Desperate to defuse Thailand’s deepening political crisis, Thai Prime Minister Yingluck Shinawatra dissolved the lower house of parliament yesterday and called for early elections. However, the moves did nothing to stem a growing tide of more than 150,000 protesters vowing to overthrow her in one of the nation’s largest demonstrations in years.
Analysts said the steps came too late and are unlikely to satisfy opponents who want to rid Thailand of her powerful family’s influence. The protesters are pushing for a non-elected “people’s council” to replace her democratically elected government.
In a speech late yesterday, protest leader Suthep Thaugsuban lashed out against Yingluck, calling her administration “corrupt” and “illegitimate” as crowds of supporters cheered.
The protest movement does “not consent to allowing the dictatorial majority ... to betray the people, to destroy the balance of democratic power,” Suthep said.
The people must use “their rights as citizens to take back their power,” he said.
Thailand has been plagued by major bouts of upheaval since Yingluck’s brother, former Thai prime minister Thaksin Shinawatra, was toppled in a 2006 army coup that laid bare a deeper conflict between the elite and educated middle class against Thaksin’s power base in the countryside, which benefited from populist policies designed to win over the rural poor.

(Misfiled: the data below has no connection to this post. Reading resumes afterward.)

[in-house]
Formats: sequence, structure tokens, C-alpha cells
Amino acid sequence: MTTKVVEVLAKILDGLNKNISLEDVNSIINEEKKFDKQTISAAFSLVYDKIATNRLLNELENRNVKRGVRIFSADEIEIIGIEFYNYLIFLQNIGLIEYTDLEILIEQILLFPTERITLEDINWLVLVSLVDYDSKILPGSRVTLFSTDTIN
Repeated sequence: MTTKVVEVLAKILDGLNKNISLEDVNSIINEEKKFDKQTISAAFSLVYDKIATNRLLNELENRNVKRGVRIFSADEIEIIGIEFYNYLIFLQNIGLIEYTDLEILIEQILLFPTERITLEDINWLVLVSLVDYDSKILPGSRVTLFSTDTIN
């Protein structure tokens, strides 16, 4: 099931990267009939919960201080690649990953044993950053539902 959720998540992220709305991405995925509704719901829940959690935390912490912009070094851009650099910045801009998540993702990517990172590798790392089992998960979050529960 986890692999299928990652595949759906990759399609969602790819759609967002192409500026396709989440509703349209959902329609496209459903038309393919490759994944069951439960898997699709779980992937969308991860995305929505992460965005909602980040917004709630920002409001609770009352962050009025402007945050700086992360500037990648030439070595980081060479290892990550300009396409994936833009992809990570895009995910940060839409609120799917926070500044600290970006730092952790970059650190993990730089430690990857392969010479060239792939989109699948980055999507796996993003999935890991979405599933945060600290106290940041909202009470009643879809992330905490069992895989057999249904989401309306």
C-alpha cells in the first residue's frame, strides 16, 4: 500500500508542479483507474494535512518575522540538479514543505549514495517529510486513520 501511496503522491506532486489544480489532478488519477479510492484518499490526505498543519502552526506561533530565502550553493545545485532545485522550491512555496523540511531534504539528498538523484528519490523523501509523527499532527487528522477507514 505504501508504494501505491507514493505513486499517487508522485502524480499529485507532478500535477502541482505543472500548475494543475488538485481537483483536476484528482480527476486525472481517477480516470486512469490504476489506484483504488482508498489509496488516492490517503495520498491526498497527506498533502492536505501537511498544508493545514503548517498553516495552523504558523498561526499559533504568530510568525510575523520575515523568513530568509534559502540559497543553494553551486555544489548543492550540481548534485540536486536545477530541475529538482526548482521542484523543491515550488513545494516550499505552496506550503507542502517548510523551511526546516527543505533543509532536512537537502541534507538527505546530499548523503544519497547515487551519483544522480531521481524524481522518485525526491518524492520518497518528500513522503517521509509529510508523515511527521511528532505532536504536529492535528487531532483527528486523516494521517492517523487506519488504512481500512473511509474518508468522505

An attempt by Yingluck’s party last month to pass a bill through parliament that would have granted amnesty to Thaksin and others triggered the latest round of unrest. Thaksin fled overseas in 2008 to avoid a corruption conviction he says was politically motivated.
“After listening to opinions from all sides, I have decided to request a royal decree to dissolve parliament,” said Yingluck, her voice shaking as she spoke in a nationally televised address that broke into regular programing. “There will be new elections according to the democratic system.”
Yingluck’s ruling party won the last vote two years ago in a landslide, and is likely to be victorious in any new ballot.
Government spokesman Teerat Ratanasevi said the Cabinet had proposed a new vote be held on Feb. 2.
King Bhumibol Adulyadej formally endorsed both that date and the dissolution of the Thai House of Representatives, according to a royal decree.
Yingluck said she will remain in a caretaker capacity until a new prime minister is named.
As Yingluck spoke yesterday, long columns of marching protesters paralyzed traffic on major Bangkok boulevards, filling four-lane roads as they converged from nine locations on Yingluck’s office at Government House.
Suthep spoke on a stage erected nearby.
Many feared the day could end violently and more than 60 Thai and international schools closed as a precaution, but the marches were peaceful and no violence was reported.
The Ministry of Foreign Affairs (MOFA) said yesterday that the Taipei Economic and Cultural Office in Thailand is on heightened alert amid the current political turmoil in Bangkok.
An official at the Department of East Asian and Pacific Affairs said the office has been keeping a close eye on political developments since anti-government street protests began again in recent weeks.
“The representative office has also increased its vigilance against possible street disturbances in Bangkok today,” the official added.